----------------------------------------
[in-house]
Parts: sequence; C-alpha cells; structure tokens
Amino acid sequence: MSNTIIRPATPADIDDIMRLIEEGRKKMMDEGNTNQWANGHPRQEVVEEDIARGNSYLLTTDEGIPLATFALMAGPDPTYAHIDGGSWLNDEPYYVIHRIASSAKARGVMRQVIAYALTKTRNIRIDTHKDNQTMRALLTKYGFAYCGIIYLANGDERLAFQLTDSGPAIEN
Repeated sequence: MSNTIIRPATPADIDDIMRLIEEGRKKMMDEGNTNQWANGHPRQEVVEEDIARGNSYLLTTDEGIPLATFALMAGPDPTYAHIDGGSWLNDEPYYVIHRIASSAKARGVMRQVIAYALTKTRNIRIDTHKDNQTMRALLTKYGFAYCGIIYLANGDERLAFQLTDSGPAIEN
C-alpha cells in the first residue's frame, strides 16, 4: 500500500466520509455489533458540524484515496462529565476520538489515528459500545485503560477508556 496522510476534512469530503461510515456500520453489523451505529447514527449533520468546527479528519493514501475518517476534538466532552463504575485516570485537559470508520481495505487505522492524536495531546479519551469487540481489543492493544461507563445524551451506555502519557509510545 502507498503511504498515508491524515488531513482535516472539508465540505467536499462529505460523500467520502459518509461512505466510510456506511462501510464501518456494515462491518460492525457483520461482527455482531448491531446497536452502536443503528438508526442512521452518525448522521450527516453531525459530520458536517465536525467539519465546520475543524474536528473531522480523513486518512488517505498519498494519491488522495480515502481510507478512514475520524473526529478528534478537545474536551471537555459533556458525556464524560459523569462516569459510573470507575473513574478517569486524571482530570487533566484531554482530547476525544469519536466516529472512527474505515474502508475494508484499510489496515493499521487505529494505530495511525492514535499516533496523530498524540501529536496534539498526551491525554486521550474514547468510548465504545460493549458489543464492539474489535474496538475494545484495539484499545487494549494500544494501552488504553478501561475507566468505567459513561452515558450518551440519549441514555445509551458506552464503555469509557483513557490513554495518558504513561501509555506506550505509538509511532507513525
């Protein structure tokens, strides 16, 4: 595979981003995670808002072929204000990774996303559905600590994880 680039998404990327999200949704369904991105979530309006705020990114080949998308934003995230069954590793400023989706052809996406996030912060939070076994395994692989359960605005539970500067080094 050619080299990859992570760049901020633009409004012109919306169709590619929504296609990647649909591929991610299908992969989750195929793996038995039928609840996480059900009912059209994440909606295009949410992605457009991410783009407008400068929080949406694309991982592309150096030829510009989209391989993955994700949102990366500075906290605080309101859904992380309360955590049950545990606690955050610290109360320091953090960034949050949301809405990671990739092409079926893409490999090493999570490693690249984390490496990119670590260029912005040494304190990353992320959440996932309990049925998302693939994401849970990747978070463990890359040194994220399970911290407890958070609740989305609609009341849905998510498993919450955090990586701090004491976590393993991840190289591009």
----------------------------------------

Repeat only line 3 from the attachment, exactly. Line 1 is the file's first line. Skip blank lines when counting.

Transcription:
Amino acid sequence: MSNTIIRPATPADIDDIMRLIEEGRKKMMDEGNTNQWANGHPRQEVVEEDIARGNSYLLTTDEGIPLATFALMAGPDPTYAHIDGGSWLNDEPYYVIHRIASSAKARGVMRQVIAYALTKTRNIRIDTHKDNQTMRALLTKYGFAYCGIIYLANGDERLAFQLTDSGPAIEN